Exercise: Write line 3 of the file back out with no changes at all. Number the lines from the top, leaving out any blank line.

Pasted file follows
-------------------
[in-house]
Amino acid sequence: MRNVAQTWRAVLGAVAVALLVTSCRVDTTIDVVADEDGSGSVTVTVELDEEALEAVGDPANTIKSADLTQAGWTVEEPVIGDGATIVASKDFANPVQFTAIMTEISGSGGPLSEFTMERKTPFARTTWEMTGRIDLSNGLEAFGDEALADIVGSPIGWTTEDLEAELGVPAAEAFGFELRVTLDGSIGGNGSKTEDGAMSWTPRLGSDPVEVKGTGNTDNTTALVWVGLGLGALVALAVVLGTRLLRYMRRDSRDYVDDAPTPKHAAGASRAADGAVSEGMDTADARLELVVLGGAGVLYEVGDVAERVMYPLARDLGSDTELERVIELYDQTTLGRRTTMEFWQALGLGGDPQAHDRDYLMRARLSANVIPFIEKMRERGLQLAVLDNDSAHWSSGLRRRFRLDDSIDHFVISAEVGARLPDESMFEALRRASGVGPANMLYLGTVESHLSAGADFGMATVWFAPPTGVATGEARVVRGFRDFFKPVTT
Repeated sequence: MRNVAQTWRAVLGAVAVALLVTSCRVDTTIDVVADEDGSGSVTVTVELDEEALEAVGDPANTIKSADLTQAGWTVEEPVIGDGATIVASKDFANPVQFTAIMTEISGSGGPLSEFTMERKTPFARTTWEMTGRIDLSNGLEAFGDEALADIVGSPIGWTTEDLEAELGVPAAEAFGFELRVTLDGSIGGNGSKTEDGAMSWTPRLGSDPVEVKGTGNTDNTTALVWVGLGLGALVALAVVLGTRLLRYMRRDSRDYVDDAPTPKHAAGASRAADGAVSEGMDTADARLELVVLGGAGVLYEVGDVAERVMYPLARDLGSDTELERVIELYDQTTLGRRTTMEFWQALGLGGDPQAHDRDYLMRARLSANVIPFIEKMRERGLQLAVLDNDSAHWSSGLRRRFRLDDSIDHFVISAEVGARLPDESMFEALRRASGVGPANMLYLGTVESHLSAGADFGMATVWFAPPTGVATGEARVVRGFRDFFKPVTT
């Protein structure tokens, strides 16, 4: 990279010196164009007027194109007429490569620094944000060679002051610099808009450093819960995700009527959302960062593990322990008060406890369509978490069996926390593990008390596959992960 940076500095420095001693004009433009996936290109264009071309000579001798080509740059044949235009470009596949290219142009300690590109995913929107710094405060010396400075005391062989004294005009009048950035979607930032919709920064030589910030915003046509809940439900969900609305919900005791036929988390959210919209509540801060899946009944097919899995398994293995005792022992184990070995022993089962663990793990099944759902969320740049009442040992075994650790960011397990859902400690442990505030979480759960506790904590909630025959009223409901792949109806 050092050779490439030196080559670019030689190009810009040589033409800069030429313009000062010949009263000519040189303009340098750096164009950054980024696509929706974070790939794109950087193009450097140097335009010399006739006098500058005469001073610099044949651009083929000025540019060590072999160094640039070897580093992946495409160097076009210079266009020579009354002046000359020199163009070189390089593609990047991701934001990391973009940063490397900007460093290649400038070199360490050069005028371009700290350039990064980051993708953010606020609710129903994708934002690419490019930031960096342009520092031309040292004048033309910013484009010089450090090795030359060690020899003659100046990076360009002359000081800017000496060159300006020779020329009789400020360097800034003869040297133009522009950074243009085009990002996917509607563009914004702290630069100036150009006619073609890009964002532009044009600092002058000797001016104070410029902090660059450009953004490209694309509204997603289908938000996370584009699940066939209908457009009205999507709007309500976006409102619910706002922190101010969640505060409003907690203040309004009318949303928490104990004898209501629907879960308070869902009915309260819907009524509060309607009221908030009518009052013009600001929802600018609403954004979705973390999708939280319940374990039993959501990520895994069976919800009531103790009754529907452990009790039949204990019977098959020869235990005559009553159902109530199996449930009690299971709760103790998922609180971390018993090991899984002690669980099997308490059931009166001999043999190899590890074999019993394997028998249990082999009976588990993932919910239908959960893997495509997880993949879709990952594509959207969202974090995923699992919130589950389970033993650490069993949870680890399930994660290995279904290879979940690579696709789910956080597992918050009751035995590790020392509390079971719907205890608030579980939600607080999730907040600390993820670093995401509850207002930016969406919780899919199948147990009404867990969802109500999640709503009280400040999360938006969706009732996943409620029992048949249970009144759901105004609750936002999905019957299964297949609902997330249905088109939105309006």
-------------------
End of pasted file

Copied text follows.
Repeated sequence: MRNVAQTWRAVLGAVAVALLVTSCRVDTTIDVVADEDGSGSVTVTVELDEEALEAVGDPANTIKSADLTQAGWTVEEPVIGDGATIVASKDFANPVQFTAIMTEISGSGGPLSEFTMERKTPFARTTWEMTGRIDLSNGLEAFGDEALADIVGSPIGWTTEDLEAELGVPAAEAFGFELRVTLDGSIGGNGSKTEDGAMSWTPRLGSDPVEVKGTGNTDNTTALVWVGLGLGALVALAVVLGTRLLRYMRRDSRDYVDDAPTPKHAAGASRAADGAVSEGMDTADARLELVVLGGAGVLYEVGDVAERVMYPLARDLGSDTELERVIELYDQTTLGRRTTMEFWQALGLGGDPQAHDRDYLMRARLSANVIPFIEKMRERGLQLAVLDNDSAHWSSGLRRRFRLDDSIDHFVISAEVGARLPDESMFEALRRASGVGPANMLYLGTVESHLSAGADFGMATVWFAPPTGVATGEARVVRGFRDFFKPVTT